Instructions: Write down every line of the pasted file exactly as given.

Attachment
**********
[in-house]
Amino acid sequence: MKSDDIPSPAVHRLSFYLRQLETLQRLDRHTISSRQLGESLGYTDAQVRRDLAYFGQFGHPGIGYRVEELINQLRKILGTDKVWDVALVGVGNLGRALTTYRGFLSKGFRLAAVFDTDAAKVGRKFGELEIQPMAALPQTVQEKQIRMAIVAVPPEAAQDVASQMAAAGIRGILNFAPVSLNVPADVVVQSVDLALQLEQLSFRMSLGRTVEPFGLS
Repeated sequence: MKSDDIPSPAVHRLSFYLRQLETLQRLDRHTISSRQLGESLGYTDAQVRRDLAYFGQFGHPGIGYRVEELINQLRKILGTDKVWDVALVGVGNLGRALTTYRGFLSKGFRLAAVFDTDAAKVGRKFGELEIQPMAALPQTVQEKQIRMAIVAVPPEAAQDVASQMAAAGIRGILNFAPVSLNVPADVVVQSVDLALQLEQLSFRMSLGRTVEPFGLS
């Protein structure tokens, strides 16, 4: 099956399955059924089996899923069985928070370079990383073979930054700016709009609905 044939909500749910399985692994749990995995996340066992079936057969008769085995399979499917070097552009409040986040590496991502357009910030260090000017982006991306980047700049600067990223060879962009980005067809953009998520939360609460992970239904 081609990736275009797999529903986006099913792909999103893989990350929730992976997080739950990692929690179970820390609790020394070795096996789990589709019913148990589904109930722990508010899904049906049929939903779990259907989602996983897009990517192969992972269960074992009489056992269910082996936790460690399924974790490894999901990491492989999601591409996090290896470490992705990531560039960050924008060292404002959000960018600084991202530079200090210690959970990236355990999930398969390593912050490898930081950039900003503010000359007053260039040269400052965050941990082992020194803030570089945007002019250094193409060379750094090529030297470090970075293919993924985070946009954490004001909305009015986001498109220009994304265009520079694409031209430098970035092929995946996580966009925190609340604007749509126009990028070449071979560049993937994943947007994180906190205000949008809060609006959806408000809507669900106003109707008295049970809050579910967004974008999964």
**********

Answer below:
[in-house]
Amino acid sequence: MKSDDIPSPAVHRLSFYLRQLETLQRLDRHTISSRQLGESLGYTDAQVRRDLAYFGQFGHPGIGYRVEELINQLRKILGTDKVWDVALVGVGNLGRALTTYRGFLSKGFRLAAVFDTDAAKVGRKFGELEIQPMAALPQTVQEKQIRMAIVAVPPEAAQDVASQMAAAGIRGILNFAPVSLNVPADVVVQSVDLALQLEQLSFRMSLGRTVEPFGLS
Repeated sequence: MKSDDIPSPAVHRLSFYLRQLETLQRLDRHTISSRQLGESLGYTDAQVRRDLAYFGQFGHPGIGYRVEELINQLRKILGTDKVWDVALVGVGNLGRALTTYRGFLSKGFRLAAVFDTDAAKVGRKFGELEIQPMAALPQTVQEKQIRMAIVAVPPEAAQDVASQMAAAGIRGILNFAPVSLNVPADVVVQSVDLALQLEQLSFRMSLGRTVEPFGLS
């Protein structure tokens, strides 16, 4: 099956399955059924089996899923069985928070370079990383073979930054700016709009609905 044939909500749910399985692994749990995995996340066992079936057969008769085995399979499917070097552009409040986040590496991502357009910030260090000017982006991306980047700049600067990223060879962009980005067809953009998520939360609460992970239904 081609990736275009797999529903986006099913792909999103893989990350929730992976997080739950990692929690179970820390609790020394070795096996789990589709019913148990589904109930722990508010899904049906049929939903779990259907989602996983897009990517192969992972269960074992009489056992269910082996936790460690399924974790490894999901990491492989999601591409996090290896470490992705990531560039960050924008060292404002959000960018600084991202530079200090210690959970990236355990999930398969390593912050490898930081950039900003503010000359007053260039040269400052965050941990082992020194803030570089945007002019250094193409060379750094090529030297470090970075293919993924985070946009954490004001909305009015986001498109220009994304265009520079694409031209430098970035092929995946996580966009925190609340604007749509126009990028070449071979560049993937994943947007994180906190205000949008809060609006959806408000809507669900106003109707008295049970809050579910967004974008999964």